White water on the Black River ...
HUGH and COLLEEN GANTZER
A camp on the canoe tour.
IT'S as peaceful as only a jungle can be at sunset. There's a soft orchestration of insects strumming in the high foliage. The irascible, squabbling, flying foxes have flown away in silent, leather-winged, formation. From the rustic food warmer in the Gol Ghar, the blue fragrance of charcoal smoke wafts nostalgically across to our tent. And, to add to our idyll, one of the techies from Bangalore is weaving a delicate refrain on a flute: a silver filigree of sound that curls like a strip of shimmering foil through the tall trees of the Kali Wilderness Camp.
After the last forest round, this evening, the bright young cyber-folk, in jeans and tees chattered like starlings in their yuppie lingua franca. They seem to be evolving into a distinctly eclectic sub-species, free of the burdens of caste, creed and community, intent only on becoming smoothly integrated citizens of the world wide web.
These are the people who yearn to get away from the shackles of the mouse and the motherboard. They come here seeking the stimulation that only physical challenges can give. And tomorrow we're going to join them in their quest for adrenalin highs!
* * *
They have their own diurnal cycles, pegged to alien time-frames. Some were awake the whole night, bleary eyed this morning. Others were limp by the afternoon. Many, however, seemed to be preternaturally bright-eyed and bushy tailed and ready to accept whatever adventure sports boss, John Pollard, threw at them. Two young women from Bangalore, who claimed to be in their 20s but looked as if they were teen-aged girls, had come in on the night bus, arrived early, and plunged into a jungle trek, mountain bike rides, and everything else that was on offer. And at the end of it all they were still as fresh and cheerful as if they had slept on mint leaves!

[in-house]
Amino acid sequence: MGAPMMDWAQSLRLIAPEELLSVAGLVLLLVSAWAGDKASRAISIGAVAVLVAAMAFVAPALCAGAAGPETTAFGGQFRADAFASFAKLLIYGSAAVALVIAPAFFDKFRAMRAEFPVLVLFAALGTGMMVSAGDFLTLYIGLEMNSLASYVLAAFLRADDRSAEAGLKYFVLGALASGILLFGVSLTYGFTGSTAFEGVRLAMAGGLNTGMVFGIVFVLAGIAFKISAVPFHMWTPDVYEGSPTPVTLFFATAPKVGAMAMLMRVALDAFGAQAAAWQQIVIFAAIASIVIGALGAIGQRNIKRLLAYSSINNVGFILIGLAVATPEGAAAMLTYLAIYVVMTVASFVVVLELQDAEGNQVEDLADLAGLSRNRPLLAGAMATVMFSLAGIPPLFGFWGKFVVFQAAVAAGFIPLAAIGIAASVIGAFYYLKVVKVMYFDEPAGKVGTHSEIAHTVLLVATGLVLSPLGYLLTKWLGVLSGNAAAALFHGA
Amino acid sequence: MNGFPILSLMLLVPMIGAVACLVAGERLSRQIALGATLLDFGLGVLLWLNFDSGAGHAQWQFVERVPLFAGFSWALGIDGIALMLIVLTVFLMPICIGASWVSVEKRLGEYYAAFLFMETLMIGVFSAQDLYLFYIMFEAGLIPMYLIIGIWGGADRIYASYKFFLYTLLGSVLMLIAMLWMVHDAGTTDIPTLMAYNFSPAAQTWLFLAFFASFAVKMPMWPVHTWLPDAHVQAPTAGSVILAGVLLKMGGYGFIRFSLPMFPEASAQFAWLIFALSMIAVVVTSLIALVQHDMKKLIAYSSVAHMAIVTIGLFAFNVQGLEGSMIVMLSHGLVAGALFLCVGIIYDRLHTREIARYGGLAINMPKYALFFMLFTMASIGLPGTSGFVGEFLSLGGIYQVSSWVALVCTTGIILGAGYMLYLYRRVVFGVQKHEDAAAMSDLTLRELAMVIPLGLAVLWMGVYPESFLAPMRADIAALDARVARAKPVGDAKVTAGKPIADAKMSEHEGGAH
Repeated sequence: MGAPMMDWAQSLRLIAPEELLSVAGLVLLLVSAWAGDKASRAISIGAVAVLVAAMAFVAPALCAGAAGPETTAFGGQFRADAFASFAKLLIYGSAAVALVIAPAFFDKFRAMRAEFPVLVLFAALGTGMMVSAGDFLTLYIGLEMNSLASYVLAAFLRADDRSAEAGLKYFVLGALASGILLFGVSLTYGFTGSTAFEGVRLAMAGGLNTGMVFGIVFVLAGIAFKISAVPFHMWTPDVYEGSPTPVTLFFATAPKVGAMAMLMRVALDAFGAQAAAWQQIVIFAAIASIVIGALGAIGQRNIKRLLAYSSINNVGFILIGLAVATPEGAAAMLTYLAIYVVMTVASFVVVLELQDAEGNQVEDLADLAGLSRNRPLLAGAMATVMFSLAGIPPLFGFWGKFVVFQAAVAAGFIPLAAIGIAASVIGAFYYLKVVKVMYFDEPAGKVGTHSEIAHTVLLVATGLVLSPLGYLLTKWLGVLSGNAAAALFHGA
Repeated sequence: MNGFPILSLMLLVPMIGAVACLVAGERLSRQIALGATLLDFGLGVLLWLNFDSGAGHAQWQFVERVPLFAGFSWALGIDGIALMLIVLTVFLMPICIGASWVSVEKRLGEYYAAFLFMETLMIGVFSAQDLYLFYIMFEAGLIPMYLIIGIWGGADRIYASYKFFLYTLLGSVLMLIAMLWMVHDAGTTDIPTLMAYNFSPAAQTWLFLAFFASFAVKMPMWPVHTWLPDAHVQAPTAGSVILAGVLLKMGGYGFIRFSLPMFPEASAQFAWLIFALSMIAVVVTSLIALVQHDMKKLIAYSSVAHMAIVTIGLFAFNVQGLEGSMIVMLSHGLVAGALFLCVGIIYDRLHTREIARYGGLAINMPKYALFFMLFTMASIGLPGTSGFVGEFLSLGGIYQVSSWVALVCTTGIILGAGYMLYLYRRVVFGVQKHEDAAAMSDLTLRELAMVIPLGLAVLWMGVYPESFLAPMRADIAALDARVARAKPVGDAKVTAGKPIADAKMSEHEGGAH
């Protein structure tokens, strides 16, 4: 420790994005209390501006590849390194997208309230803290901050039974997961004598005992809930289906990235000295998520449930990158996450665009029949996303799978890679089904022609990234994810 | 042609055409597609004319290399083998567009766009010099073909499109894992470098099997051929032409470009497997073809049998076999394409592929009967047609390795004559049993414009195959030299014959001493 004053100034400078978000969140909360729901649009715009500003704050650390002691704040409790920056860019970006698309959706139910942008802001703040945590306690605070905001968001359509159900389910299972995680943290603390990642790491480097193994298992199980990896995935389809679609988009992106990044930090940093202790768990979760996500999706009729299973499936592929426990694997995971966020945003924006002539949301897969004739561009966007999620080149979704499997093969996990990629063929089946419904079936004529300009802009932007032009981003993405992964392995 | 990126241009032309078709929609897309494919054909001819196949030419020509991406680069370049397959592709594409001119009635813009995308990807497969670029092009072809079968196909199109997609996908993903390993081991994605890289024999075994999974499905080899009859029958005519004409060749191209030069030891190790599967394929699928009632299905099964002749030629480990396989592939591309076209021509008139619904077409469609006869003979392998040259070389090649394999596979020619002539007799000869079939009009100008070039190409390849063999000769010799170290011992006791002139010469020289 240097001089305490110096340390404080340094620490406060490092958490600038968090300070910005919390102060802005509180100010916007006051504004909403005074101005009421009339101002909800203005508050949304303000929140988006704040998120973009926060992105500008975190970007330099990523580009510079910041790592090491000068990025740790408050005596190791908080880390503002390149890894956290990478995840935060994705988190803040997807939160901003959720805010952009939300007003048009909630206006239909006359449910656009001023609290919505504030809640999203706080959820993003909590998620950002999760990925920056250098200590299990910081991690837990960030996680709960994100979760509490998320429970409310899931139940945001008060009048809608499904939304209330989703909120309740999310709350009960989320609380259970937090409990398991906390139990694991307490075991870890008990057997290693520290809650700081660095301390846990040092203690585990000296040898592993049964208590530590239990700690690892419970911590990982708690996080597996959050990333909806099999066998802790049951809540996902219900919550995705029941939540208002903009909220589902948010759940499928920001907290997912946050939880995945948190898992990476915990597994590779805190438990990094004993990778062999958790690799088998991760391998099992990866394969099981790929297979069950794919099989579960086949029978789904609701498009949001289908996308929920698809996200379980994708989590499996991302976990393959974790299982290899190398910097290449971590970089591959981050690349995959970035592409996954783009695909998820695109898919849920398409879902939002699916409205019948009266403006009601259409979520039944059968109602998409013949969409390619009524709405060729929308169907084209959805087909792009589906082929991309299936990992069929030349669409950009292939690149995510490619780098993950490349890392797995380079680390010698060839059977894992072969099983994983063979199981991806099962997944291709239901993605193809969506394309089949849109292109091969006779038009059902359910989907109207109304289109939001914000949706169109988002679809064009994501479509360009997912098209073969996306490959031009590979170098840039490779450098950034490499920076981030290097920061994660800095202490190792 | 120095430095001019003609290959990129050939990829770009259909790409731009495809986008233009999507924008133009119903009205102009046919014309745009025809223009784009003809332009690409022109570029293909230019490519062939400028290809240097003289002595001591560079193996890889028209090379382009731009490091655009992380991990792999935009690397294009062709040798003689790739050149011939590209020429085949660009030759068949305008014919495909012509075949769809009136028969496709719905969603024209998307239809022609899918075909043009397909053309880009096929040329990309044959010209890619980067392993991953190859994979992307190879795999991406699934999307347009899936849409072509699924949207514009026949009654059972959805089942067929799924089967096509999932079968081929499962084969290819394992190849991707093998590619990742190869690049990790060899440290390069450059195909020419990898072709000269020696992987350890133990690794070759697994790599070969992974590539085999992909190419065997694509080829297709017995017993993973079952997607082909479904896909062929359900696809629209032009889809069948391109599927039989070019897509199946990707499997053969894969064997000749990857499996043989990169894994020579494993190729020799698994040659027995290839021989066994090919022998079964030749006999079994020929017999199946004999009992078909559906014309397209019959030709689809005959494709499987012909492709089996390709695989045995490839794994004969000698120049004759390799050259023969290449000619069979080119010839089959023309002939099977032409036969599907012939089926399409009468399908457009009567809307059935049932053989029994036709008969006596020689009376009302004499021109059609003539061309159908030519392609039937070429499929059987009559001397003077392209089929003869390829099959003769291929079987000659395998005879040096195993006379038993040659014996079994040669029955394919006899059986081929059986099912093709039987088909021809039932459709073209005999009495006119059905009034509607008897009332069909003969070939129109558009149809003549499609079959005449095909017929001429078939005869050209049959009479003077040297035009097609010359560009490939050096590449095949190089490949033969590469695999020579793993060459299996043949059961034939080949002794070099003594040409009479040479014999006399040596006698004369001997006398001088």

We didn't accompany them, but we did follow many of the other adventurous activities of some more of our newly discovered friends. Bangalorean Indu is slimmer than a reed with a steel-stemmed determination. She tackled the Climbing Wall in the Lodge after breakfast. This is an artificial cliff-face with oddly shaped hand and foot holds built to test climbers. Indu had never scaled a Wall before but she tackled it with determination while we, watching her from below, got a vicarious thrill as she crept up the wall like a real-life Spiderwoman.
It was the start of a day laced with thrills.
The Kali Wilderness Camp is at the edge of Dandeli wildlife sanctuary and on the banks of Karnataka's Kali river. The camp is run by a very creative subsidiary of the State's Forest Department, Jungle Lodges and Resorts: an exemplary body of forest, wildlife and ecologically sensitive professionals. Very astutely, they've engaged the services of Yorkshireman John Pollard who worked in rafting in Rishikesh. He, in turn, has built up a team of young men who have rafted and climbed in many other parts of the world, including Colorado.
The Climbing Wall, difficult though it appeared to us, is the least challenging of the adventures on the menu. Canyoning is at the other end of the spectrum. It involves descending down a steep rock face by using a doubled rope coiled round the body and fixed at a higher point. Not a sport for amateurs or those who don't have a head for heights or are not in top physical condition. As expected, not many techies opted for it.
The seemingly serene coracle ride.